Smocks In Northern Ghana

BY: JOHN BOSCO DARIMOAH,
GHANA TOURISM AUTHORITY ACCRA
darisonjb@yahoo.com

Northern Ghana is the home of smock where all types are sewed use as the royal dress for important occasions. Upper west region is one of the regions that adores the smock and prestigiously and their identity and reputation is built around its best practises in basic etiquettes and the smock. The Region is one of the friendliest regions in the country. It has a good number of natural and tourist sites attractions with abundant historical legacies and very rich traditional cultural heritages sites as well. Upper West region is made up of astonishing diversity of ethnic tribes and this assortment has made it possible a distinctive amalgamation of different cultural ways of life.

Smocks are basically male and female designed to be worn by chiefs, elders and the noble. Until recently, the smock was the preserve of only men, with women wearing the material as cloth and put on as African dress. The texture and type of smock worn by the commoners could quite be distinguished since they were of a smaller size and of lower quality.

In Dagare language the smock is called Dagakparu while the women version is called Pog-Dagakparu meaning Dagarti Shirt and woman’s Dagarti shirt respectively.

The female smocks have the usual sac-style with a big pocket on the chest, designed with feminine features to expose their beauty and charm as they wear them. The space in front of the pocket down to the navel is adorned with the usual smock designs. The style is most often sleeveless and covers up to the kneel level. There is always a head tie of the same material to match this elaborate design.

Men’s smocks can either be sleeveless or sleeved. Smocks, can be in the traditional weaving and sewing way or with the highly modernized designs and patterns in line with present day experimentation by the educated indigenous of the Upper West region of Ghana. The quality depends on the personality and perhaps the colours used.

According to Dagare ethno-psychology and anthropology red colours in smocks signify blood, caution, danger and other alarming signals. It also denotes an outgoing personality. Orange signifies riches while Yellow which is also the colour of dawadawa fruit stands for joy and wealth. Blue according to tradition is an indication of heavy rains. White is the colour of purity and departed souls who believed to be seen in that colour re-visiting their communities or homes.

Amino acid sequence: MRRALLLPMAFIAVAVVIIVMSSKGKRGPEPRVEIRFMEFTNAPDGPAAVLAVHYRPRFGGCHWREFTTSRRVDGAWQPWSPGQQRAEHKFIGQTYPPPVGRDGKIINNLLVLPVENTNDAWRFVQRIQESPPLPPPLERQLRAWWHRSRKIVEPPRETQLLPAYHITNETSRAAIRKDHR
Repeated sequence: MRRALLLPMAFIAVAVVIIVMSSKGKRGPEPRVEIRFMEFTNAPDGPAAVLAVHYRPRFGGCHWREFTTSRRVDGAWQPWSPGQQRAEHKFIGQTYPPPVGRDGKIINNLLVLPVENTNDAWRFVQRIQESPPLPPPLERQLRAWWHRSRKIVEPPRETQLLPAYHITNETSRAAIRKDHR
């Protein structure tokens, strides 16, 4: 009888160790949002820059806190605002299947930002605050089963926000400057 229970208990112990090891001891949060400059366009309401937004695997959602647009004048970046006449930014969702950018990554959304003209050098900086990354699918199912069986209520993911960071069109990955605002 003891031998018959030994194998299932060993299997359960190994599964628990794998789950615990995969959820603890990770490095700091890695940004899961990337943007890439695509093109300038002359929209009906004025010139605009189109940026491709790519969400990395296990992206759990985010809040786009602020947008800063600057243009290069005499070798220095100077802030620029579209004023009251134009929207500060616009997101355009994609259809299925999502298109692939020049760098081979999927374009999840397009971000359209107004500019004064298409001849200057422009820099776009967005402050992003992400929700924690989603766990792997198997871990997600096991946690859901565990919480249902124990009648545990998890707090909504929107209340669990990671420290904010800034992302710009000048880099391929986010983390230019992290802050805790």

Indigo colour is taken for thick clouds while the Wala people call the violet colour as “Muoni”. This is the dress colour of the Wala nobility. The Dagaaba associate brown colour with the soil or earth and regard it as mystery, fear, death, evil or the unknown. Darkness is thought to resemble black, while green is the colour associated with crops, serenity and life.

The type of smock and colour worn is depicted by the kind of situation the wearer finds himself. The weaving and production of smocks is sustained in the Northern part of the country because of the available of raw material – cotton, which is produced on the large scale in the northern sector of the country. Women are also contributory to the smock industry through their spinning of cotton to produce good yarns for the industries.

The cost of producing smocks is low with a high technology and superb output. There is virtually no need to import any heavy machinery to produce smocks in the North since everything can be done manually for excellent results.

These industries apart from producing costumes and traditional dresses also offer employment to a sizeable number of young men in the three northern regions of Ghana. The smocks have very great significance in the country. They are used for grand durbars, church services, funerals and other serious occasions. They are outstanding in quality and quantity and can serve as a foreign exchange earner to meet the national call for concentration on the non-traditional export sector.

Abundant smock production will certainly maximize profit for their Ghanaian economy. Smocks have established itself well in the country even in neighbouring Burkina Faso and Togo. It is even national attire. This fact can be amply demonstrated when the first president of Ghana Osagyefo Dr. Kwame Nkrumah, Gbedemah and other top statesmen wore smocks when they declared Ghana’s independence on 6th March 1957.
It is therefore advisable that when buying a smock one needs to know when and the occasions to wear them as it will not be proper to wear red or black to an outdooring. This may be construed and misinterpreted to mean a different thing all together by society.

In Dagaare language, the Smock is called Dagakparu meaning Dagaare shirt and the women Dagaare shirt. There is always a head tie to much this elaborate design. This is of same material as the overall outfit. Often, the women Smocks are short-sleeved and the men Smock can either be sleeveless or sleeved.

An air of opulence and sagacity characterizes the sleeved smock of any sort. It is of noble outlook and touch, and dignified the user with an unmistakable ethnic identity.

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